On a Sunday this January, probably of whatever year it is when you read this (at least as long as I’m living), I will probably be preaching somewhere in a church on “Sanctity of Human Life Sunday.” Here’s a confession: I hate it. . . .

The Pope’s Visit
by William Doino Jr., First Things
When Pope Francis arrives in America next month, he will undoubtedly find a very different country than did Paul VI, John Paul II, or Benedict XVI. In the past decade, the culture of death has gained momentum (even as pro-life marches and valiant efforts to chip away at it continue), the sexual revolution has expanded into runaway legal and popular support for same-sex marriage and gender ideology, and religious liberty, once regarded as our country’s “first freedom,” has come under sustained attack. . . .

Mere Links. August 20, 2015
Thursday, August 20, 2015, 10:05 AM

Today from Anno Domini 2015, the St. James Calendar of the Christian Year*:

august 20 300x216 Mere Links. August 20, 2015

Be Like Ryan (Broyles): Good News from an NFL Player
by John Stonestreet, Breakpoint

. . . While his NFL career hasn’t gone as well as he would have liked, he’s doing just fine in the example department. Chuck Colson would say that Ryan and Mary Beth are examples of one of the rarest and most counter-cultural virtues: the ability to delay gratification. And his character is the reason that one Washington Post commenter called Broyles his “new favorite wide receiver.” . . .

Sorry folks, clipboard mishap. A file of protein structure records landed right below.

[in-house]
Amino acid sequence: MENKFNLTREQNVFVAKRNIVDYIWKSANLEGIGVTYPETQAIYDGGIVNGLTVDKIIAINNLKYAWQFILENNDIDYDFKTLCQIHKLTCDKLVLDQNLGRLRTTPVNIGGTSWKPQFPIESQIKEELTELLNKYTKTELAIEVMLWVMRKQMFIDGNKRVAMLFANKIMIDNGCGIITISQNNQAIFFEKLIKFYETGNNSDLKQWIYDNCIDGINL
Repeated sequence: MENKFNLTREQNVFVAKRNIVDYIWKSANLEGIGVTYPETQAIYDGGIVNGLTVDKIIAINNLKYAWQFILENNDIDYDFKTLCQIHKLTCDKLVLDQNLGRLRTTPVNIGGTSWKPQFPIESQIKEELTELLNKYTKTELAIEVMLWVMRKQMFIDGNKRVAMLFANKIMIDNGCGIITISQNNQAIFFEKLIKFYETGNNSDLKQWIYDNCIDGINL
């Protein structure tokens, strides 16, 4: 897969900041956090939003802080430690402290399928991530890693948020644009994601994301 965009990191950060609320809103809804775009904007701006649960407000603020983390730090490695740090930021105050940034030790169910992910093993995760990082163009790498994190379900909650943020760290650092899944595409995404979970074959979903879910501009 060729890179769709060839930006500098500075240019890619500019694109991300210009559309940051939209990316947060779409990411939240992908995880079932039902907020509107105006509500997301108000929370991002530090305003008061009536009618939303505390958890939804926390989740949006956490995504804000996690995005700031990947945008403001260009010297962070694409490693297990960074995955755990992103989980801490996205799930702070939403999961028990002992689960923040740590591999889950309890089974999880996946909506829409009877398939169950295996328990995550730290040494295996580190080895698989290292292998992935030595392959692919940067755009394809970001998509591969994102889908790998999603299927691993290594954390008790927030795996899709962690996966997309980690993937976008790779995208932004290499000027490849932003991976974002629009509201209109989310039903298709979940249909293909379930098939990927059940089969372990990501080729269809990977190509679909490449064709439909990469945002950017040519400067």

Science Contra Hubris
by  Edward R. Dougherty, Public Discourse

Good scientific training is strenuous and humbling, because science is unforgiving. To spare society from the imposition of subjective pipe dreams, the prudence characteristic of valid scientific thinking needs to permeate the entire intellectual order.

Is Cleanliness Next To Godliness?
by Brian Miller, The Imaginative Conservative

. . . The great philosopher says he does the household chores because it is an aesthetic undertaking. Bringing order brings about beauty. And so it does. But not because order is being done for the sake of order. . . .

* 2016 Calendars are now available.

Mere Links. August 13, 2015
Thursday, August 13, 2015, 9:34 AM

Lord of the Rings actor John Rhys-Davies decried Islamic terrorism and political correctness
by Daniel Nussbaum, Breitbart
“This is a unique age,” Rhys-Davies explained. “We don’t want to be judgmental. Every other age that’s come before us has believed exactly the opposite. I mean, T.S. Eliot referred to ‘the common pursuit of true judgement.’ Yes, that’s what it’s about. Getting our judgments right, getting them accurate.”

The Washington Post Is Super Confused About Where Babies Come From